2. Each club and sponsor should carry a general liability insurance policy of $5 million, with coverage extending to officers and directors. Each should be "named" insureds on the declaration of coverage and certificate of insurance, (especially race sponsors).
  3. Each club should carefully review its membership application and waiver. A release may be enforceable, but its effectiveness depends on the scope of the release and facts of the instant matter. Poorly drafted releases are often challenged and defeated.
  4. The easiest method of risk management is the selection of routes for your events. It's not worth the risk to take chances in an area with high-volume traffic flow, potentially exposing your riders to distracted, drunk or inattentive drivers. Also, encourage your participants to ride in marked bike lanes and paths. (By law, if a motorist hits you in a bike lane, the driver is automatically negligent as a matter of law.) County maps, such as SANDAG, are readily available on-line.

Further, the tort law has long recognized that when one undertakes an activity for the benefit of others, (i.e. like organizing a bike ride route) or provides inadequate instructions – see section F below). That one must act as a reasonable prudent person in that under taking. The duty portion of a negligent undertaking case is met when a person agrees to take on a task, fails to exercise reasonable care; thereby increase the risk to the bicyclist victim. See Paz v. State of California (2000) 22 Cal 4th 550, 559-560 for guidance.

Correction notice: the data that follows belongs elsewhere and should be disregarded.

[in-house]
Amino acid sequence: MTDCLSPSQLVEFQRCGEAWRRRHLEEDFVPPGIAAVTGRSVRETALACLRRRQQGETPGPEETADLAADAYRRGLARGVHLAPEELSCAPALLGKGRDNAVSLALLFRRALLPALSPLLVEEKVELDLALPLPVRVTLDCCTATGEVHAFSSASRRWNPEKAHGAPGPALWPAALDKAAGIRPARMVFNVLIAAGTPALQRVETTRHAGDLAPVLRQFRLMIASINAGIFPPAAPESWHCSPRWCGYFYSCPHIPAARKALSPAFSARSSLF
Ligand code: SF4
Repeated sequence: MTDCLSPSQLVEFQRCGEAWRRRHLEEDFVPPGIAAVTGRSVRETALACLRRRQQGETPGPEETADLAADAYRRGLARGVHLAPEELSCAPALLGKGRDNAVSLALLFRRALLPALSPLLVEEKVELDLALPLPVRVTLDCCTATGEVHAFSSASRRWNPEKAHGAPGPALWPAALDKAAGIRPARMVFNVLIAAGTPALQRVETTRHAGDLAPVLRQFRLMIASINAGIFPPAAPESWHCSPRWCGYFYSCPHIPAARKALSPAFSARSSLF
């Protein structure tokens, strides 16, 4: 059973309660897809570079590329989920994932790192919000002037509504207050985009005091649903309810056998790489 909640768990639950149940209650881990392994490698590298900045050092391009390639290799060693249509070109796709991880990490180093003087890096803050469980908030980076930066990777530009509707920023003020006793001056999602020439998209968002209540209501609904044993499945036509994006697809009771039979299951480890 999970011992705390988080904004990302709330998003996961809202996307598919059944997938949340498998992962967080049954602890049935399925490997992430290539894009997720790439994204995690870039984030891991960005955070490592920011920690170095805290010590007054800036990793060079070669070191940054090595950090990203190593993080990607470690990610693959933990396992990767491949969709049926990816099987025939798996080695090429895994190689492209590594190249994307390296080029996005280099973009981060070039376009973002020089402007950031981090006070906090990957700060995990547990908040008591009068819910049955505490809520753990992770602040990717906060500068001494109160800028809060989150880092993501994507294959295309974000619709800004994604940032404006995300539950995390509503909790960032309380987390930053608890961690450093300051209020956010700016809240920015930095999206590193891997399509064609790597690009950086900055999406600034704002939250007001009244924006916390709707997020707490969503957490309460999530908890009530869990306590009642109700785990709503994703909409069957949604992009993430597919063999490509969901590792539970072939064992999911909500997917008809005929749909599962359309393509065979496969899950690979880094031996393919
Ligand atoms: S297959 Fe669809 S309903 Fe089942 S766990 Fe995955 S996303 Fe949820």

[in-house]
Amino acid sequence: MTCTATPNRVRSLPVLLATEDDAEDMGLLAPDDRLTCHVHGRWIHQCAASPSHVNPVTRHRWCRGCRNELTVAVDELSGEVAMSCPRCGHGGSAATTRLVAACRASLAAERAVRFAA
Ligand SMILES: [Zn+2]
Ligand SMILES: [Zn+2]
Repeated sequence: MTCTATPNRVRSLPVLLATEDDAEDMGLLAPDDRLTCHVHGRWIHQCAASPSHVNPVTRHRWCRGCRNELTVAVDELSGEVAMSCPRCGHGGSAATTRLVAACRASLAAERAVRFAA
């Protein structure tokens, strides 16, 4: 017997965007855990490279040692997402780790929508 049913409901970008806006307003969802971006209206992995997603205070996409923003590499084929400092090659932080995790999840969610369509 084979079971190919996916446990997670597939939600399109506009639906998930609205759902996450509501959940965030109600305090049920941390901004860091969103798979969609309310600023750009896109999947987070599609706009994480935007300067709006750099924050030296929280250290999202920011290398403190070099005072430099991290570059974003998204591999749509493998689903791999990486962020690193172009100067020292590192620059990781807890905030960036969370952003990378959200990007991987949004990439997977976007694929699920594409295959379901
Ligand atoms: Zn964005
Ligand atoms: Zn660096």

1. Pre-screen your participants before a ride. Ask specific questions and provide specific written warnings, such as:
    • How experienced are you?
    • What's the condition of your equipment, i.e. brake pads and tires? (Insurance defense experts will meticulously inspect your bike after a crash, looking for a way out.)
    • When's the last time your bicycle was inspected and overhauled? (Do you have a receipt?)
    • The ride may not be suitable to your limitations. (Provide a written ride route.)
    • Consider that speeds can reach x miles per hour, with turns, hills, and traffic, in a peloton.

Before each ride, confirm that each participant has provided a signed acknowledgment of your warnings. This will discourage "ride-a-longs", (i.e., non-members who choose to share the course with members). By discouraging the ride-along, you will distance yourself from any duty to those riders.

  1. Carefully select your ride leaders? Most are qualified to lead a group ride. However, avoid the leader who exhibits the following characteristics:
    • A leader who "propagandizes," as opposed to accurately "educates"
    • A leader who fails to follow the "law"
    • A leader who argues for "risky" routes